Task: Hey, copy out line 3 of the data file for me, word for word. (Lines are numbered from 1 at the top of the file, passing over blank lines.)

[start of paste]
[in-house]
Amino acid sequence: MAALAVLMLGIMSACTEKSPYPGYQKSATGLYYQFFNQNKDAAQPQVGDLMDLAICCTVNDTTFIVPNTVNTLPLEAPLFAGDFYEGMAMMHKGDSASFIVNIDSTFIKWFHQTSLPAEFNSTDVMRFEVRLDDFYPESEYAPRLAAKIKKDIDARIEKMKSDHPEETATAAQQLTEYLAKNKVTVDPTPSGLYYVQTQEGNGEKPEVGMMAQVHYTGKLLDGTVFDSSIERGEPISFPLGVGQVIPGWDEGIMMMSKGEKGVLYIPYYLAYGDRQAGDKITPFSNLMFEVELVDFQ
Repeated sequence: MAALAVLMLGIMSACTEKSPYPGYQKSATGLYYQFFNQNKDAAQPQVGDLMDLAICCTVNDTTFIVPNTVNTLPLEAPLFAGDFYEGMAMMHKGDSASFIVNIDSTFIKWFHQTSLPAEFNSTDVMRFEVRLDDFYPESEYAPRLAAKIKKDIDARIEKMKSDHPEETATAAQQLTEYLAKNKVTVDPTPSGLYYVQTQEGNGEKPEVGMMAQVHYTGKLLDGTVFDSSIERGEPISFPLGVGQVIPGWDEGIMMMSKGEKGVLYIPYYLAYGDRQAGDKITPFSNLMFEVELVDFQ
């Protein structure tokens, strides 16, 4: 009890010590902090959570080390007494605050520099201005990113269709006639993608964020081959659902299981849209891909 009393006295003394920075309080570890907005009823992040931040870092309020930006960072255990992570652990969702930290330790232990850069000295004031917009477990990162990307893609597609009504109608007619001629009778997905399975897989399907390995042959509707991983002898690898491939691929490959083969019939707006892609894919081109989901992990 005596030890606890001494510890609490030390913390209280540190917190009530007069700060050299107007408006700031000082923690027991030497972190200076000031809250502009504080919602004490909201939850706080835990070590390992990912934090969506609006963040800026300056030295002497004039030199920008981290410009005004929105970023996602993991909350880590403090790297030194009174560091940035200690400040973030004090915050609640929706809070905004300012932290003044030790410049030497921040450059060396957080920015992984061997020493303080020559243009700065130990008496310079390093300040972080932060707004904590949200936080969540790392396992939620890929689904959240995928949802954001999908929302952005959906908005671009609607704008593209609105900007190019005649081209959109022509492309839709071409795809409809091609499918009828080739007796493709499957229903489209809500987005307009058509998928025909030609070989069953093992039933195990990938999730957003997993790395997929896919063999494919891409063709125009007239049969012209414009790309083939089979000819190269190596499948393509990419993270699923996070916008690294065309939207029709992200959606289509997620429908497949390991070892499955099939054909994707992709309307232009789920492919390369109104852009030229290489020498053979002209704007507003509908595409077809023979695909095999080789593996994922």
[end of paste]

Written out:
Repeated sequence: MAALAVLMLGIMSACTEKSPYPGYQKSATGLYYQFFNQNKDAAQPQVGDLMDLAICCTVNDTTFIVPNTVNTLPLEAPLFAGDFYEGMAMMHKGDSASFIVNIDSTFIKWFHQTSLPAEFNSTDVMRFEVRLDDFYPESEYAPRLAAKIKKDIDARIEKMKSDHPEETATAAQQLTEYLAKNKVTVDPTPSGLYYVQTQEGNGEKPEVGMMAQVHYTGKLLDGTVFDSSIERGEPISFPLGVGQVIPGWDEGIMMMSKGEKGVLYIPYYLAYGDRQAGDKITPFSNLMFEVELVDFQ